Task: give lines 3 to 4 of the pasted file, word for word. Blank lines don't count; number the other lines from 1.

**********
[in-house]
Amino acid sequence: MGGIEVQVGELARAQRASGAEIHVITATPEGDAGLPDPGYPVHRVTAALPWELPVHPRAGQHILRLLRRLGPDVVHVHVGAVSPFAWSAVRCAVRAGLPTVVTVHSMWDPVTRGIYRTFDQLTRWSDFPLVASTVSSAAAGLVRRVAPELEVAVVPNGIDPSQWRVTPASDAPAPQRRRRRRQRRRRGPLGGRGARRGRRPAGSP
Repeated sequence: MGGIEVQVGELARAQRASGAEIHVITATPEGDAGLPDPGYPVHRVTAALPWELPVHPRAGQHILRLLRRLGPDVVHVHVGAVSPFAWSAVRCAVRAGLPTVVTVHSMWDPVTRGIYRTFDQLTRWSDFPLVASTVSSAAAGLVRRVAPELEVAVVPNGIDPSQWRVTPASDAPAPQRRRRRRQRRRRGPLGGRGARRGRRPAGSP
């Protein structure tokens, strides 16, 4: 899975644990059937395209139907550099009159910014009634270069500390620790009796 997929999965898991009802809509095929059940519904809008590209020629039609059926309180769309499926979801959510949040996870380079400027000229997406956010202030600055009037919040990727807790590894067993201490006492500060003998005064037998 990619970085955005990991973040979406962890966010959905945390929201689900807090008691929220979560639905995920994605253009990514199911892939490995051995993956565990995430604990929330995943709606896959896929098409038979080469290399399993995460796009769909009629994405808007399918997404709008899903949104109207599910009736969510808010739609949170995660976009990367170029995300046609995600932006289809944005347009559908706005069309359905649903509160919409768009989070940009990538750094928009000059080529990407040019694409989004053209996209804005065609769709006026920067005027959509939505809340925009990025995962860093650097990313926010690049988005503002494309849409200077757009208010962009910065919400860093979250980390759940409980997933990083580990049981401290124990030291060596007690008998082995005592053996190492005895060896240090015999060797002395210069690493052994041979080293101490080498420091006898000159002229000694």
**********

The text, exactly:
Repeated sequence: MGGIEVQVGELARAQRASGAEIHVITATPEGDAGLPDPGYPVHRVTAALPWELPVHPRAGQHILRLLRRLGPDVVHVHVGAVSPFAWSAVRCAVRAGLPTVVTVHSMWDPVTRGIYRTFDQLTRWSDFPLVASTVSSAAAGLVRRVAPELEVAVVPNGIDPSQWRVTPASDAPAPQRRRRRRQRRRRGPLGGRGARRGRRPAGSP
């Protein structure tokens, strides 16, 4: 899975644990059937395209139907550099009159910014009634270069500390620790009796 997929999965898991009802809509095929059940519904809008590209020629039609059926309180769309499926979801959510949040996870380079400027000229997406956010202030600055009037919040990727807790590894067993201490006492500060003998005064037998 990619970085955005990991973040979406962890966010959905945390929201689900807090008691929220979560639905995920994605253009990514199911892939490995051995993956565990995430604990929330995943709606896959896929098409038979080469290399399993995460796009769909009629994405808007399918997404709008899903949104109207599910009736969510808010739609949170995660976009990367170029995300046609995600932006289809944005347009559908706005069309359905649903509160919409768009989070940009990538750094928009000059080529990407040019694409989004053209996209804005065609769709006026920067005027959509939505809340925009990025995962860093650097990313926010690049988005503002494309849409200077757009208010962009910065919400860093979250980390759940409980997933990083580990049981401290124990030291060596007690008998082995005592053996190492005895060896240090015999060797002395210069690493052994041979080293101490080498420091006898000159002229000694």